Monday, August 31, 2015

Alan Semerdjian and Aram Bajakian collaborate with PRIMER

Armenia, you are more than a piece of ass parade on the newsfeed.
Armenia, you are the split decision.  Armenia, the schism.
The first tribe to be converted.  Armenia is a country of a metaphor
tucked into the folds of breath and veil.  In between forever
bordered and borderlust, in love with a mountain felt
in the pit of the groin.  This aching, this naming,
this never having, thick with Eurovision’s beard, sick with genocide, 
sucking the holy thumb and the Russian cloak spit on with angels, 
miles with lambs, cathedrals, monasteries, characters in suits 
working on tracks with impeccable shoes, pride cascading down 
the runways, more than all of this, a lake cupping the delicious seeds
of history, which may or may not ever break the internet.
I want to write a poem for you, young Armenians from here to there.
I want my poetry to ring loud and clear like a song from a mountain
for all the girls and boys who eat dolma, for the marginalized
who eat dolma, for the wealthy, for all of us ate dolma once in our lives.
I want to make something that makes sense for you and all of them,
and because some poetry just doesn’t make sense with all its matter
of fact witty humor and subtle stabs and no big heart and big laugh,
I want to make a poem that slides off of William Saroyan’s mustache
and lands in a plate of fasulya.  I want to write a poem that shines a flash-
light on the dark rooms of my grandfather’s house of art and your grandfather’s 
and your great grandmother’s and her sister’s and their brothers’.
I want to make sure that my words don’t alienate but reverberate, make sure 
that everyone in Kentucky even, near the beautiful Ohio River, in the Galt House
overlooking the pedestrians, the walkways and highways and in every way
can relate in the heart and in the head.  If Tom Sawyer were Armenian,
he’d throw pomegranate seeds at the girl or boy he loved and use the tongue
to make sure each and every last one is tasted and swallowed.  If Emily Dickinson
were Armenian, well, she already is – pause and hesitation equal longing,
and longing is what we know, young Armenian beauties, what we use
to mark the time, the great and indifferent calendar of the internal universe,
which is, after all, the only real universe for us or for anyone with a heart.
And if Neruda were, and if Anansi, and if Obama, and if Mother Teresa.
I want to make something, anything, that fills even a part of your void,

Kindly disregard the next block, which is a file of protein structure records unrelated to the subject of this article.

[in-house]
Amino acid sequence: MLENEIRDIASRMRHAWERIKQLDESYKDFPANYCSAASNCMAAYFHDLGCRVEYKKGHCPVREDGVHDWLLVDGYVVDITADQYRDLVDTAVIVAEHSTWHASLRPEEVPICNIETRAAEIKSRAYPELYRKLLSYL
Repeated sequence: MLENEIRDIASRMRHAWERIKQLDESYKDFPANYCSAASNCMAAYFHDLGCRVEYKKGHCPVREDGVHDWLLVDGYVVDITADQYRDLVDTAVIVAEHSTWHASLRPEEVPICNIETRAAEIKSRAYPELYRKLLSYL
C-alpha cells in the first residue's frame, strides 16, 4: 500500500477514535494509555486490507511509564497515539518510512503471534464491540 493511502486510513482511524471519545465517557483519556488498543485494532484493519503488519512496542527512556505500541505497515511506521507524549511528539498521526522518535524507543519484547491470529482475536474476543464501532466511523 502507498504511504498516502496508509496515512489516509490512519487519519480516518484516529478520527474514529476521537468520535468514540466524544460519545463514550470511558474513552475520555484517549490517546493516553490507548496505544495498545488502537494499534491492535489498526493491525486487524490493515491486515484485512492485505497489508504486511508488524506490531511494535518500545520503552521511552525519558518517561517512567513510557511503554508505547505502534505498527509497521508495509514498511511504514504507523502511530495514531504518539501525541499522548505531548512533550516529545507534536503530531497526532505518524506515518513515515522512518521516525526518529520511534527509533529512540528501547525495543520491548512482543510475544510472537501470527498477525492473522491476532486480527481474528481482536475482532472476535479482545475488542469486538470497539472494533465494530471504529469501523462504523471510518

young Armenians from here to there, even if you think you’ve filled it up
with prayer, culture, or lahmajoun, friends, miles, or Facebook, modernity or 
solemnity, genuflection, navigation, or irrigation for the new gardens
of the world.  The void, which is everyone’s void, every nation, every person
forgiving and forgiven.  I want to write a poem.  And give it to you.  Now.

The audio clip of this poem is available at

Writer, musician, and educator Alan Semerdjian’s poems and essays have appeared in over a hundred print and online publications and anthologies including Adbusters, Diagram, Ararat, and Brooklyn Rail.  He released a chapbook of poems called An Improvised Device (Lock n Load Press) in 2005 and his first full-length book In the Architecture of Bone (GenPop Books) in 2009, which Peter Balakian has described as “dynamic” and “well worth your reading.”  His songs have appeared in television and film and charted on CMJ.  He earned his MFA at Goddard College in 2002 and currently teaches English at Herricks High School in New Hyde Park, NY.  Alan resides in New York City’s East Village.

Guitarist Aram Bajakian has worked extensively with Velvet Underground frontman Lou Reed, jazz vocalist Diana Krall and avant garde maven John Zorn. Bajakian's latest solo album, there were flowers also in hell (2014, Sanasar Records), has received universal praise, and was called "one of the best instrumental rock records of recent years," by New York Music Daily. Bajakian’s other 2014 release entitled Dálava, is a collaboration with his wife, vocalist Julia Ulehla, and was called "groundbreaking" by Vancouver’s Georgia Straight and “a masterpiece” by Bajakian received a Masters Degree in Music Education from Columbia University’s Teachers College in 2002. 

“Primer” is the first in a series of collaborative experiments between Alan Semerdjian and Aram Bajakian combining poetry and music.

Alan writes: The poem is a bit of a meditation (Ginsberg style?) on this desire to connect and embrace the other side of our hyphenation.  It stemmed from the attention (good and bad) on social media newsfeeds and beyond around the Armenian Genocide centennial, the reverberations of that attention, etc.  Aram's wildly inventive and free guitar playing was composed after the poem was written from the other side of North America and then pasted together to make what you have here.  It's an idea that was born quickly with lo-fi punk aesthetics and, hopefully, old-school avant-charm.  We all want to write for each other in the end.  The many of us.  And be heard.  Sincerely.  

This collaboration it is being released jointly through both Hye-Phen Collective and The Armenian Poetry Project.

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